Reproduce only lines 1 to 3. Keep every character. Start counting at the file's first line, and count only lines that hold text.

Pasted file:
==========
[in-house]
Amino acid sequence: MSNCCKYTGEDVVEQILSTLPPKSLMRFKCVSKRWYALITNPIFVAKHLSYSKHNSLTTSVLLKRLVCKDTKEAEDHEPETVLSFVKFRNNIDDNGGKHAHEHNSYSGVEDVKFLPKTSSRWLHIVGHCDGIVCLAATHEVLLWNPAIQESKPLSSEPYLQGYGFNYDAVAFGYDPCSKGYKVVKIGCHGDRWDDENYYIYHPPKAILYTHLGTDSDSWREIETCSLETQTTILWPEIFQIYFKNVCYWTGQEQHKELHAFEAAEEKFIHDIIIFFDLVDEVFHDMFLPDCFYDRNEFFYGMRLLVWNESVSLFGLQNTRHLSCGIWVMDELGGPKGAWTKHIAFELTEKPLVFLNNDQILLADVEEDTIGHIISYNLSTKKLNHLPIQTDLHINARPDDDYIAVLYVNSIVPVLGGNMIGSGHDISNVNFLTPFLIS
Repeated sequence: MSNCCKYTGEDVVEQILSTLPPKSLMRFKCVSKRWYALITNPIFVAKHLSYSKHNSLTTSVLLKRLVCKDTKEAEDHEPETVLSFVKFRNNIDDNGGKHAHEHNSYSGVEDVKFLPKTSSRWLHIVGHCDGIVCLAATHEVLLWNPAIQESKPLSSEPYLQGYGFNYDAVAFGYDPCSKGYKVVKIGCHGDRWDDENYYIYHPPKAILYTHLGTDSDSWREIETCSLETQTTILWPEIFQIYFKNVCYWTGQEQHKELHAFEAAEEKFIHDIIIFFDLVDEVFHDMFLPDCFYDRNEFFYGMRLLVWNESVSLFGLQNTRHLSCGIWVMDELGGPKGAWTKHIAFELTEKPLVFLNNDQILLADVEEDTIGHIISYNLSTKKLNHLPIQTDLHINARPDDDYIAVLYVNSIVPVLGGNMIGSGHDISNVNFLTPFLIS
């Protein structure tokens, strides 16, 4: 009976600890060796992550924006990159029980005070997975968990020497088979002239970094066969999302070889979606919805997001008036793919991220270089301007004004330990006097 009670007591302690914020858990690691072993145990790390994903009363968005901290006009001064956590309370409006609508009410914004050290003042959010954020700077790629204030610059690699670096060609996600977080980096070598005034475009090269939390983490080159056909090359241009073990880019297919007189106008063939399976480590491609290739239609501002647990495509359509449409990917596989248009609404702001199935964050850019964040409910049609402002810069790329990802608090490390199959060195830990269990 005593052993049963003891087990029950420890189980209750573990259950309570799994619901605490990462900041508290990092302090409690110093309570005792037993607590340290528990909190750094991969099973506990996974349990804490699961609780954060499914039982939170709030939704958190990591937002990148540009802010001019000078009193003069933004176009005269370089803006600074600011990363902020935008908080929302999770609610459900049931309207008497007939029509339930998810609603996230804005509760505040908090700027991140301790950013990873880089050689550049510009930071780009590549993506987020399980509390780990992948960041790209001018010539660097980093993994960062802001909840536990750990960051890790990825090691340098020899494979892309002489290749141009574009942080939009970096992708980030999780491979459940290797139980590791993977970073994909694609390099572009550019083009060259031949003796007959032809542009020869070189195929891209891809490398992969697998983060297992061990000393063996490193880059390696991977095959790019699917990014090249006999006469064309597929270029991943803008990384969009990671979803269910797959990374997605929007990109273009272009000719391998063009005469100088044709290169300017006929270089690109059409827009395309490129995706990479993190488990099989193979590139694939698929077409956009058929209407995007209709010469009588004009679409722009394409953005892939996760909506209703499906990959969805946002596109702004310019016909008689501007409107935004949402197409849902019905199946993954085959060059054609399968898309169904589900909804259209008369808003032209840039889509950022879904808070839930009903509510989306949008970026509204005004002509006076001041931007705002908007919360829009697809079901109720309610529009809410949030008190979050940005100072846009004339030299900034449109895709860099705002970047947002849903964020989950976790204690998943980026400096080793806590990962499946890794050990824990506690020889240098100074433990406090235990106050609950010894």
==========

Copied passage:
[in-house]
Amino acid sequence: MSNCCKYTGEDVVEQILSTLPPKSLMRFKCVSKRWYALITNPIFVAKHLSYSKHNSLTTSVLLKRLVCKDTKEAEDHEPETVLSFVKFRNNIDDNGGKHAHEHNSYSGVEDVKFLPKTSSRWLHIVGHCDGIVCLAATHEVLLWNPAIQESKPLSSEPYLQGYGFNYDAVAFGYDPCSKGYKVVKIGCHGDRWDDENYYIYHPPKAILYTHLGTDSDSWREIETCSLETQTTILWPEIFQIYFKNVCYWTGQEQHKELHAFEAAEEKFIHDIIIFFDLVDEVFHDMFLPDCFYDRNEFFYGMRLLVWNESVSLFGLQNTRHLSCGIWVMDELGGPKGAWTKHIAFELTEKPLVFLNNDQILLADVEEDTIGHIISYNLSTKKLNHLPIQTDLHINARPDDDYIAVLYVNSIVPVLGGNMIGSGHDISNVNFLTPFLIS
Repeated sequence: MSNCCKYTGEDVVEQILSTLPPKSLMRFKCVSKRWYALITNPIFVAKHLSYSKHNSLTTSVLLKRLVCKDTKEAEDHEPETVLSFVKFRNNIDDNGGKHAHEHNSYSGVEDVKFLPKTSSRWLHIVGHCDGIVCLAATHEVLLWNPAIQESKPLSSEPYLQGYGFNYDAVAFGYDPCSKGYKVVKIGCHGDRWDDENYYIYHPPKAILYTHLGTDSDSWREIETCSLETQTTILWPEIFQIYFKNVCYWTGQEQHKELHAFEAAEEKFIHDIIIFFDLVDEVFHDMFLPDCFYDRNEFFYGMRLLVWNESVSLFGLQNTRHLSCGIWVMDELGGPKGAWTKHIAFELTEKPLVFLNNDQILLADVEEDTIGHIISYNLSTKKLNHLPIQTDLHINARPDDDYIAVLYVNSIVPVLGGNMIGSGHDISNVNFLTPFLIS